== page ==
The Popsters: They Tried To Rock Vol.3 & Vol.4

12th March 2015

Title: They Tried To Rock Vol.3 & Vol.4

Label: Bear Family

I’ve already looked at the first two CD compilations in this series under The Hillbillies moniker. The essence being that, with the on-set of rock’n’roll in the 50s, many established artists and those upcoming in other genres realised, often with some trepidation or even panic, that rock’n’roll wasn’t a brief fad after all and wasn’t going away. It was a case of ‘if you can’t beat ‘em…’ and, more than that, “If I don’t at least try to tackle this genre then my own career, which is suddenly going nowhere because people aren’t interested anymore, might sink down the nearest pug hole.”

With the two volumes devoted to Hillbillies, you sensed the the nature of rock’n’roll bothered them, really disturbed them and caught them on the hop. Many struggled to cope, some even looked terribly foolish trying to sing rock’n’roll versions of their usual fare.

With both of these packages, though, the sense of unease is lessened. Maybe it’s the very nature of the pop-related genre that the are coming from but many were able to adapt well. Louis Prima was one such singer, here with Jump Jive and Wail, whose work was a proto-rock’n’roll in any case. Others were names that were so big that they didn’t really care and found the genre a pleasant diversion or addition to their income. Witness Sarah Vaughan who sings Hey Naughty Papa.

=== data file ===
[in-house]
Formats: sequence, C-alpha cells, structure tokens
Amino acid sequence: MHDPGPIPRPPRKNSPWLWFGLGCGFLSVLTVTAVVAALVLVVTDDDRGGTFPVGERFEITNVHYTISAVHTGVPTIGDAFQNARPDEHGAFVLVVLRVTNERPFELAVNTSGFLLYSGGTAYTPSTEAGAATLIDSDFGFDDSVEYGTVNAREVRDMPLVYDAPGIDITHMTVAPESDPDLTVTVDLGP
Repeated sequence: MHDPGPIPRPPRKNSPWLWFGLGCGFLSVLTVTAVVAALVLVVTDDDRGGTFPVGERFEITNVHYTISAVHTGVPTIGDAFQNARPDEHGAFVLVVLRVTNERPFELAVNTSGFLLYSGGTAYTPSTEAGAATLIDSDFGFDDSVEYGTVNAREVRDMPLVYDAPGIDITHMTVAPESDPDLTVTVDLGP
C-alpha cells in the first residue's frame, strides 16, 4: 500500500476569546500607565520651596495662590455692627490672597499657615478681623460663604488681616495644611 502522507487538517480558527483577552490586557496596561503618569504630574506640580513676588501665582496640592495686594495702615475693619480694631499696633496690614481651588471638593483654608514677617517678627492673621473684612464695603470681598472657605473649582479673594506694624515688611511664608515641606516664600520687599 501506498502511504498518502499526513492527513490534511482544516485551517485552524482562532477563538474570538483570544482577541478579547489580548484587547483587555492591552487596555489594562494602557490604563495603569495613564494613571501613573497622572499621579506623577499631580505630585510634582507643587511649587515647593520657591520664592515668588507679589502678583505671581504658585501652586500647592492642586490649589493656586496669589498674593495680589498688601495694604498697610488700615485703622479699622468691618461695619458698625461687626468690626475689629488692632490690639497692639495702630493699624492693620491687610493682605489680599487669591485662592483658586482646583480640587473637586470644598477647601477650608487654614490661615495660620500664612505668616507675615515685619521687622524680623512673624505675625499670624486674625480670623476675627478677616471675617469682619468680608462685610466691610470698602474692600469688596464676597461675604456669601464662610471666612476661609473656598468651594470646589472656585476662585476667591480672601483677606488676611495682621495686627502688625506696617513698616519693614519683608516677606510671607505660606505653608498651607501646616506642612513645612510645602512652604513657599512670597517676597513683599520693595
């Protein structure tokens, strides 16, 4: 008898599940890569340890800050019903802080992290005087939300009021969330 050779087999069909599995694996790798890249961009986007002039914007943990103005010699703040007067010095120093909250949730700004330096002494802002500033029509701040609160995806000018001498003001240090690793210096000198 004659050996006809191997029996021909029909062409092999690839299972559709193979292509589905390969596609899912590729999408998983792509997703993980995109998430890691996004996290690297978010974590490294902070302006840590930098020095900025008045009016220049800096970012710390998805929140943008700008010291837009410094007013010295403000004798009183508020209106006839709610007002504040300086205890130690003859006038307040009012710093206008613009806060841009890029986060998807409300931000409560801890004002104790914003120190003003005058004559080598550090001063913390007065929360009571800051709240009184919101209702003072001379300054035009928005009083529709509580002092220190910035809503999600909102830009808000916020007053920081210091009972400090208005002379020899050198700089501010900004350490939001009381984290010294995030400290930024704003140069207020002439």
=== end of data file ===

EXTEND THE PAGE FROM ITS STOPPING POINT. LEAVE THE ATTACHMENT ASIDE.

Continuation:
One of the tracks targeted as complete failures is Dean Martin’s Just Kiss Me. The liner notes describe it as ‘forgettable’ but, you know what? It’s not that bad. Apart from the hammering piano the tempo is more swing paced with a kink but Martin gets away with it.

Similarly, Teresa Brewer’s Rock Love is described as “out of place” but she takes a rock-like song and turns it into a broad pop MOR piece. Remove any lyrical references to ‘rock’ and you’ve got a straight ahead pop piece for the older generation. Brewer, in effect, ‘adapts’ and does it successfully.

What I’m getting at here is that pop singers had more in their armoury to cope with the rock changes that were happening all around them. No-one here actually bombs, in effect. The pop waters are shark infested and you had to be tough to navigate them successfully. No artist worth their salt would have survived them if a little thing like rock’n’roll was going to throw them off their stride.

Both of these compilations complete an interesting story and provide an interesting contrast with the Hillbillies volumes.